But I noticed in the paper the other day that the president has figured out a way to dump people off the rolls of Medicaid, the federally supported health insurance program for the poor. He will now allow states to impose work requirements as a condition of receiving Medicaid. And two of the states racing to get federal permission to implement such a plan are Ohio and its neighbor, Kentucky.
That brings to mind a little story about my friend Ilene. [Read more…]
The Mind Trust’s CEO Doug Harris and Vice President Ethan Gray were ready to take their Indianapolis school privatization methods on the road. In 2010, Harris and Gray founded CEE-Trust which became Education Cities in 2014. They were selling The Mind Trust’s secret sauce to DPE organizations nationwide.
Today the Education Cities website defines the organization:
“An Education City is an aspiration – a vision for the future where all children can access great public schools. The Education Cities network includes 33 city-based organizations in 25 cities across the country working to improve public education.”
The following graphic was snipped from the Education Cities Site. The blood red lettering was added. If your city is on this map, there is an active DPE effort using a form of The Mind Trust playbook and it is well financed. A hyper-text list of these cities and the organizations is provided at the end of this post. [Read more…]
Congresswoman Sheila Jackson Lee (D-TX) agrees with Fox News commentator Shep Smith on the topic of the House Intelligence Committee secret memo. [Read more…]
By Murtaza Baxamusa / SanDiegoUrbDeZine
There isn’t enough affordable housing being built in the city of San Diego. Lenders and banks aren’t lending as much, apartment owners aren’t caring, and builders aren’t building as much since it’s not as remunerative to build for income-constrained households.
This worsens the disconnect between the economics of the housing stock and the demographics of the families it’s meant to serve, as shown by a recent Harvard University study on apartments. In San Diego, less than 10 percent of the rental housing stock is affordable*. With new federal tax policies, things could get worse.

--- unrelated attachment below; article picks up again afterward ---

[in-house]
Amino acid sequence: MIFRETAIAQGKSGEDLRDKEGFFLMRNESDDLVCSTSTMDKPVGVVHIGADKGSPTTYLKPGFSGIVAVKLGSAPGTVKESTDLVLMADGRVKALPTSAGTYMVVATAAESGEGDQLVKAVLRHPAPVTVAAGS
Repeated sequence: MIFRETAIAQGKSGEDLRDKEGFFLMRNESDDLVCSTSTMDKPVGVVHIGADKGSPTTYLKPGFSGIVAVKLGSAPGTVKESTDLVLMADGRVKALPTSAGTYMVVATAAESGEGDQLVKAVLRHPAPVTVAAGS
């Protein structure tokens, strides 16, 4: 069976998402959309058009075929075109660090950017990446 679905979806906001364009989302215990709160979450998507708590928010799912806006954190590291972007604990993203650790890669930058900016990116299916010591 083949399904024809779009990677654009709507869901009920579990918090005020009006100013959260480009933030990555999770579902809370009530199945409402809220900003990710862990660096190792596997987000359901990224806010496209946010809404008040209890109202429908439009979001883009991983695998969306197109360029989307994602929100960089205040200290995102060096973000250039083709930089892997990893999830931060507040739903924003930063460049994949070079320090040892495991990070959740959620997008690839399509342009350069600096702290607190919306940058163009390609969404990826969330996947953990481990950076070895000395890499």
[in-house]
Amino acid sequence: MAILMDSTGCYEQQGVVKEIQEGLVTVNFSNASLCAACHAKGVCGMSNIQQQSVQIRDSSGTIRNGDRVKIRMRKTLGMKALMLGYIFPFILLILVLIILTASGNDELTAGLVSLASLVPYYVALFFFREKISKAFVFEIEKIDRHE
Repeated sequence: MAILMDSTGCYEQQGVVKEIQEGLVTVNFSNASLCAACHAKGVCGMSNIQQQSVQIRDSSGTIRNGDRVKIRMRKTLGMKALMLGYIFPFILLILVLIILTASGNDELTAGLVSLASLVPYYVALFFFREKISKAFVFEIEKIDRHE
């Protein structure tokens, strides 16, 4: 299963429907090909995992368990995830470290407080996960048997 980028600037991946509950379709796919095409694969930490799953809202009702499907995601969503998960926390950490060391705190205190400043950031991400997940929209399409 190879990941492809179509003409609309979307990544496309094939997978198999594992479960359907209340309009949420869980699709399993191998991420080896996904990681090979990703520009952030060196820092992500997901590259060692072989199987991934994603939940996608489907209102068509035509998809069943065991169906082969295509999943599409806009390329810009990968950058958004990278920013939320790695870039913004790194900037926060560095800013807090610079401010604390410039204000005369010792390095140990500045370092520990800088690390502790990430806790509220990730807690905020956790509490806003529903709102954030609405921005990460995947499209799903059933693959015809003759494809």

A home isn’t just a luxury that anyone can live without. It’s a social necessity. Yet cities and states don’t build housing, they plan for it and permit it, and then are dependent on private developers to build it at the rents or prices that yield them the highest returns. This is where inclusionary housing comes into play: By allowing the private sector to competitively perform at its optimal level within a uniform regulatory framework that achieves societal goals. [Read more…]
Puerto Rico Gov. Ricardo Rosselló recently announced that he is taking steps to privatize the island’s Power Authority (Puerto Rico Electric Power Authority, or PREPA). Anyone else thinking of Naomi Klein’s “Shock Doctrine”? Petra Bartosiewicz has a piece in Harper’s Magazine detailing the situation leading up to the bankrupt condition of the agency and the current issues with which it must contend, and was recently interviewed on The Real News network. If Puerto Rico were a state rather a commonwealth, more opportunities would exist for dealing with the kinds of crises that the island is facing. But Vox’s Christina Thornell reminds us that the decision on statehood status for Puerto Rico is not up to the residents of Puerto Rico. [Read more…]
By Julia Conley / Common Dreams
Several attendees of the World Economic Forum in Davos, Switzerland are planning to walk out of President Donald Trump’s speech at the summit on Friday afternoon, in protest of his recent reported remarks about countries whose citizens he deems undesirable immigrants.
In an open letter, Business Leadership South Africa CEO Bonang Mohale denounced Trump’s alleged statement, confirmed by Republican and Democratic lawmakers, that more immigrants from “countries like Norway” should come to the U.S. instead of people from “shithole countries” such as Haiti, El Salvador, and African nations.
Sen. Tammy Duckworth (D-IL), a retired U.S. Army Lieutenant Colonel who lost both of her legs in the Iraq War, addresses the Senate regarding a recent tweet by Trump (Cadet Bonespurs) impugning the Democrats’ concern for the Military. This, despite Sen. Claire McCaskill (D-MO) having introduced a resolution that would have secured pay for service members during a shutdown, and having the resolution blocked by Senate majority leader Mitch McConnell (R-KY). As Shareblue notes, this is in contrast to how in 2013, President Barack Obama signed legislation that ensured military pay would continue, uninterrupted by that year’s shutdown — which was also engineered by Republicans in Congress. [Read more…]